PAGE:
By examining swirling patterns left in ice topping the Red Planet’s north pole, scientists using radar data from NASA’s Mars Reconnaissance Orbiter have put together an unprecedented look into our rusty neighbor’s most recent ice age. The findings, published in the journal Science, offer fresh...
San Antonio, Texas -- May 26, 2016 -- Using radar data collected by NASA's Mars Reconnaissance Orbiter, a Southwest Research Institute-led team found evidence of an ice age recorded in the polar deposits of Mars. Ice ages on Mars are...Show More Summary
NASA's first attempt to deploy its new expandable ISS module didn't go well.
NASA's Human Research Program is releasing "Metabolomics: You Are What You Eat" video to highlight its Twins Study which uses omics to study Mark and Scott Kelly's metabolites. Omics is an evolving field integrating collections of measurements, biomolecules and sub-disciplines to provide a more complete picture of health. Show More Summary
An area of low pressure designated as System 90L, located in the Atlantic Ocean between Bermuda and the Bahamas is being monitored today for possible development into a tropical or subtropical cyclone. The Global Precipitation Measurement...Show More Summary
NASA equipped the two Voyager probes with information about Earth in the form of Golden Records, analog discs that contained images, music, and the sounds of Earth. Forty years later, the probes are headed out of the solar system, possibly...Show More Summary
Tiny satellites called Cubesats are a relatively cheap tool scientists are now using to better understand Earth. Produced by Matt Stuart. Reporting by Rebecca Harrington. Video courtesy of NASA. Follow TI: On Facebook SEE ALSO: Orbital eyes first customer for in-space satellite servicing Join the conversation about this story »
The first attempt to inflate the Bigelow Expandable Activity Module (BEAM) attached to the International Space Station (ISS) ended in failure today as astronauts and engineers assess the situation. At 6:10 am EDT, NASA astronaut Jeff...Show More Summary
Data collected by NASA's Mars Reconnaissance Orbiter suggests the Red Planet is going through an ice age.
The module known as BEAM can be folded so it takes up less room in a cargo rocket, and then expanded once it reaches space. Or at least that's the hope.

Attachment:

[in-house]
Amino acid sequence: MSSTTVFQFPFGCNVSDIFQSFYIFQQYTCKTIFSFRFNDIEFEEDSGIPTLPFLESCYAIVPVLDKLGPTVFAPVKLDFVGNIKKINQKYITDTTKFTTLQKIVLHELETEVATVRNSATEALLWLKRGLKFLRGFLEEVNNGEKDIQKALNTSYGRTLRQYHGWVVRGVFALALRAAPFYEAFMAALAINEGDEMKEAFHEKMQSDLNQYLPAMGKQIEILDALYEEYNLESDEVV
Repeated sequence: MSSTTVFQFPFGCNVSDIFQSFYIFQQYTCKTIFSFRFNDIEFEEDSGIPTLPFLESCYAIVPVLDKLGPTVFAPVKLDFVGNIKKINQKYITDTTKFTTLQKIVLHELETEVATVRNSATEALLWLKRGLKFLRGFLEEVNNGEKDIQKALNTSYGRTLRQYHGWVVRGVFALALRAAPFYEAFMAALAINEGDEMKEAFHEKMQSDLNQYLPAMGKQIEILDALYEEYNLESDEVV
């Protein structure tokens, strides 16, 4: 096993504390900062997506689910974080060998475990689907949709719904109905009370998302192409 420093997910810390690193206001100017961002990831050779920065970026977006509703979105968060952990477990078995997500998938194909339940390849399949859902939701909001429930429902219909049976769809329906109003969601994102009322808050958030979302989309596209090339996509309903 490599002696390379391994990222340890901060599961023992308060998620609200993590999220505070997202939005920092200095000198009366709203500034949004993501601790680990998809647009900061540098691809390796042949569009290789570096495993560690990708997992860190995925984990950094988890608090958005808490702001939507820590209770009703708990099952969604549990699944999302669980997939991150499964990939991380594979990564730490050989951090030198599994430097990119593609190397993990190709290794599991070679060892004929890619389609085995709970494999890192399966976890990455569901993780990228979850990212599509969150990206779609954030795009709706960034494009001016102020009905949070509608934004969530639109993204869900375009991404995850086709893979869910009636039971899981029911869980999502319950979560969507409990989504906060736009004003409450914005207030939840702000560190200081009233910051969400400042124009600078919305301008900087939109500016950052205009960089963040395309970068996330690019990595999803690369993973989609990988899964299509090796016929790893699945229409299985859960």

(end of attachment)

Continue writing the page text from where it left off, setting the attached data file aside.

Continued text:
NASA and Bigelow Aerospace weren't able to get the space station's newest module up and running this morning. Another attempt could come as early as Friday.
The International Space Station was supposed to get its very first attachable, expandable space house this morning. Instead, the structure refused to inflate—and nobody’s quite sure what went wrong. Read more...
NASA and Bigelow engineers will assess what went wrong and may try again Friday.
The BEAM inflatable habitat project will wait another day, as NASA tries to figure out what went wrong. The post The ISS's New Space Module Fails Its First Inflation Attempt appeared first on WIRED.
Every day, scientists at NASA work on creating better hurricanes - on a computer screen. At NASA's Goddard Space Flight Center in Greenbelt, Maryland, a team of scientists spends its days incorporating millions of atmospheric observations,...Show More Summary
CAPE CANAVERAL, Fla. (AP) — NASA released air into an experimental inflatable room at the International Space Station on Thursday, but put everything on hold when pressure readings crept too high. After analyzing the data for an hour, Mission Control told astronaut Jeffrey Williams to resume the test, the first of its kind in space. […]
NASA's Jeff Williams is in the process of expanding the BEAM module of the ISS.
Russian journalist and commentator Sergei Cherkasov comments on the contemporary state of human space exploration and the technological exhaustion of its main drivers.
NASA says it could be versatile tool aiding low-Earth and deep space orbit
Astronaut Scott Kelly just spent 340 continuous days in space -- from March 2015 to this past March. The idea was to compare his physiology with his astronaut twin brother Mark’s, who remained on Earth as a control. NASA Credit: NASA As one might imagine, the human body atrophies without exercise. Show More Summary